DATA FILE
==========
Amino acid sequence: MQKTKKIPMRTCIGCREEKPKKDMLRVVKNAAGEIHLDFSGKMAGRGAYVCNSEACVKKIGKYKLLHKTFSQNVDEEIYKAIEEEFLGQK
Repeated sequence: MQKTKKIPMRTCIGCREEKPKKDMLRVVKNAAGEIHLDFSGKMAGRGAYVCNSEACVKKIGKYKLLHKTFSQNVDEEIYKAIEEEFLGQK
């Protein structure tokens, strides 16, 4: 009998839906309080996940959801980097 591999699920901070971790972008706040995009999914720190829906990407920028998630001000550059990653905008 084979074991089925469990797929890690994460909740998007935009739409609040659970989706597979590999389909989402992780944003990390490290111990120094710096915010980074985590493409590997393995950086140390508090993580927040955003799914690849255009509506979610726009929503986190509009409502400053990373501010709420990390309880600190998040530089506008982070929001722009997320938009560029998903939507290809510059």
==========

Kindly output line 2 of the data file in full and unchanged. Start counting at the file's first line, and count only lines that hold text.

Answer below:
Repeated sequence: MQKTKKIPMRTCIGCREEKPKKDMLRVVKNAAGEIHLDFSGKMAGRGAYVCNSEACVKKIGKYKLLHKTFSQNVDEEIYKAIEEEFLGQK